b shows a waveform of a negative (-) input terminal of the operational amplifier IC401 constructing the second rectangular wave oscillator. c denotes a waveform of a positive (+) input terminal of the operational amplifier IC401. In the case of efficiently charging, since a frequency within a range of about 100 Hz to 1 kHz is generally used, a frequency of the second rectangular wave oscillator must be also set to such a value. Therefore, it is set to 400 Hz.

However, the frequencies of the first and second rectangular wave oscillators fluctuate due to a variation in parts, a change in environment, or the like. In such a case, since the output of the first rectangular wave oscillator (output of the operational amplifier IC504) is connected to the negative (-) input terminal of the operational amplifier IC401 through the capacitor C402 and resistor R405, a ripple component due to the frequency of the first rectangular wave oscillator is multiplexed with the time constant waveform to determine the frequency of the second rectangular wave oscillator. Since the output of the operational amplifier IC401 is inverted by the ripple component, the output of the second rectangular wave oscillator, shown as d in FIG. 4, is synchronized with the output a of the first rectangular wave oscillator. On the other hand, the output of the second rectangular wave oscillator has a sine wave, as shown by e in FIG. 4 due to the filter constructed by the operational amplifier IC503 and the like. The transformer T504 of the charge voltage generation circuit is driven by such a sine wave output and generates a charge voltage to the charging unit.

Even when the frequencies of the first and second rectangular wave oscillators fluctuate due to variation in the parts thereof, changes in the environment, or the like, since those frequencies are synchronized as mentioned above, an adverse influence such as generation of a moire or the like on the image can be prevented.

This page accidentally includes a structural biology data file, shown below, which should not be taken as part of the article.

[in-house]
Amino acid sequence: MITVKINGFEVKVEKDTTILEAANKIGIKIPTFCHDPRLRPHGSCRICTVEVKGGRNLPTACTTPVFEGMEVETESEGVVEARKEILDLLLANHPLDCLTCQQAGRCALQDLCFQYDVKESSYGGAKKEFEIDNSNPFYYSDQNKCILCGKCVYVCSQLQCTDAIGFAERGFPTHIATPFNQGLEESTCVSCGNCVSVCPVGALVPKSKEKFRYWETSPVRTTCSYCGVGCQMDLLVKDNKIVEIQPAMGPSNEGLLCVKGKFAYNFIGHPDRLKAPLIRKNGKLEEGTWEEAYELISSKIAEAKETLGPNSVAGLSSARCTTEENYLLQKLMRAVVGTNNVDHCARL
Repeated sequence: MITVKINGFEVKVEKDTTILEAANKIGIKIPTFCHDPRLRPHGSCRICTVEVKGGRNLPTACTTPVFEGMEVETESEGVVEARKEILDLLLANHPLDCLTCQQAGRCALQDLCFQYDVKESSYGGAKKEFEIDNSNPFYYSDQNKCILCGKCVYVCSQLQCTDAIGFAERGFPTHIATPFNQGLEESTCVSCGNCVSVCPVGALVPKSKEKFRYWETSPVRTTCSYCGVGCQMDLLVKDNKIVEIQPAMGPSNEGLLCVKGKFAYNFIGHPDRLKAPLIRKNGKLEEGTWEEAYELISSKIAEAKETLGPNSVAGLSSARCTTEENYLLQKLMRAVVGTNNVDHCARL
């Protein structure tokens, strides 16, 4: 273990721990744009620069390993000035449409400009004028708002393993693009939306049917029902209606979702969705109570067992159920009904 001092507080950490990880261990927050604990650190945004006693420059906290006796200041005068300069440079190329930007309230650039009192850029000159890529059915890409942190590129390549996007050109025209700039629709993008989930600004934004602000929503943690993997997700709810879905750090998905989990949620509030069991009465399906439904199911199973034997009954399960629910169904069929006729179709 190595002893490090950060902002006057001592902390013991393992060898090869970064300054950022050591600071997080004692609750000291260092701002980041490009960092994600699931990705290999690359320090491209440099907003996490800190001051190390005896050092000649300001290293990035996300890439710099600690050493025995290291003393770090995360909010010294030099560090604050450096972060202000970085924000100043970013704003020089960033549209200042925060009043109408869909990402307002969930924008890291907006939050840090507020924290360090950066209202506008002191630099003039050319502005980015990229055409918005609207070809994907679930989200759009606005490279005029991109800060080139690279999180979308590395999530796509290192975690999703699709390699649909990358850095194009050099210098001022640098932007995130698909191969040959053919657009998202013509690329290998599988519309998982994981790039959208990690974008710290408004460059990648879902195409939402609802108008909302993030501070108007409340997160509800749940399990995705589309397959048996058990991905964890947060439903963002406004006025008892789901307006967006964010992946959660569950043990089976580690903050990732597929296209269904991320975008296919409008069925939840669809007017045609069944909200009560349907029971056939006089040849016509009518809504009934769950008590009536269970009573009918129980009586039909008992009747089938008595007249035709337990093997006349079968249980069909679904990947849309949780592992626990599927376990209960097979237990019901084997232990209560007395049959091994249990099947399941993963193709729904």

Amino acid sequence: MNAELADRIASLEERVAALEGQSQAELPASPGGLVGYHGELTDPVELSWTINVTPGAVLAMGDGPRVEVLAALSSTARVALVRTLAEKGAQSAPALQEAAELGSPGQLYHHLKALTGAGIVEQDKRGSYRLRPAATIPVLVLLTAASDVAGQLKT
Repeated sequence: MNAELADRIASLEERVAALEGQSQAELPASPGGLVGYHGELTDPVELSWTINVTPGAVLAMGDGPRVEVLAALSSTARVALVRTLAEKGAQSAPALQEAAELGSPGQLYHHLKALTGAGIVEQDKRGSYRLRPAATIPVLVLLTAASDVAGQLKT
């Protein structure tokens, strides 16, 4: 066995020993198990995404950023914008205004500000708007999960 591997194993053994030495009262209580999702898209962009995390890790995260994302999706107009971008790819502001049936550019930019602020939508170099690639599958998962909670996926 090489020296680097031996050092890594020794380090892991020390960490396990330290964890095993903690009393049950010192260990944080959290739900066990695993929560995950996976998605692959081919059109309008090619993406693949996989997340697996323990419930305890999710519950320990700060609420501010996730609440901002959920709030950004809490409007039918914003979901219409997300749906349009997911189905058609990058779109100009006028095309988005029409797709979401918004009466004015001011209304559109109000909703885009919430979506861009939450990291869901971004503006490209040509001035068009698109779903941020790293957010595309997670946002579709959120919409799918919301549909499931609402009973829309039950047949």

(EMBODIMENT 2)

FIG. 6 is an explanatory diagram showing the relation between the print density and the charge AC frequency at which a moire occurs as mentioned above. According to the diagram, in the case of switching the print density in the image forming apparatus, by setting the charge AC frequency to about 400 Hz, the moire can be prevented. It is, however, necessary to suppress the frequency as low as possible in order to reduce the charge noises which are generated from the charging unit. Explanation will now be made with respect to the second embodiment according to the invention in which by switching the frequency of the AC bias for charging in accordance with the selected print density, the frequency is set to a low value and the generation of charging noises can be suppressed and the occurrence of a moire also can be suppressed.

A main section of the image forming apparatus having the high voltage power source device of the second embodiment according to the invention has a construction similar to that in the case of the first embodiment, which has already been described with reference to the block diagram of FIG. 1. It is now assumed that the circuit B3 shown in the block of the high voltage power source device 2 in FIG. 1 is referred to a frequency switching circuit for synchronizing and dividing the frequency. When the controller 1 generates a signal to switch the print density, it also supplies the switching signal to the high voltage power source device 2 and scanner 5.

Since a development high voltage generation circuit portion in the second embodiment has a construction similar to that in the first embodiment described with reference to FIG. 2, FIG. 2 is referred and its overlapped description is omitted.

FIG. 7 is a circuit diagram showing a portion of the charge high voltage generation circuit and frequency switching circuit in the second embodiment. In FIG. 7, the same or corresponding portions as those in the first embodiment are designated by the same reference numerals and their overlapped descriptions are omitted.

A circuit construction to switch the frequency of the charge AC bias by the switching signal from the controller 1 as a feature of the second embodiment and its operation will now be described with reference to FIG. 7.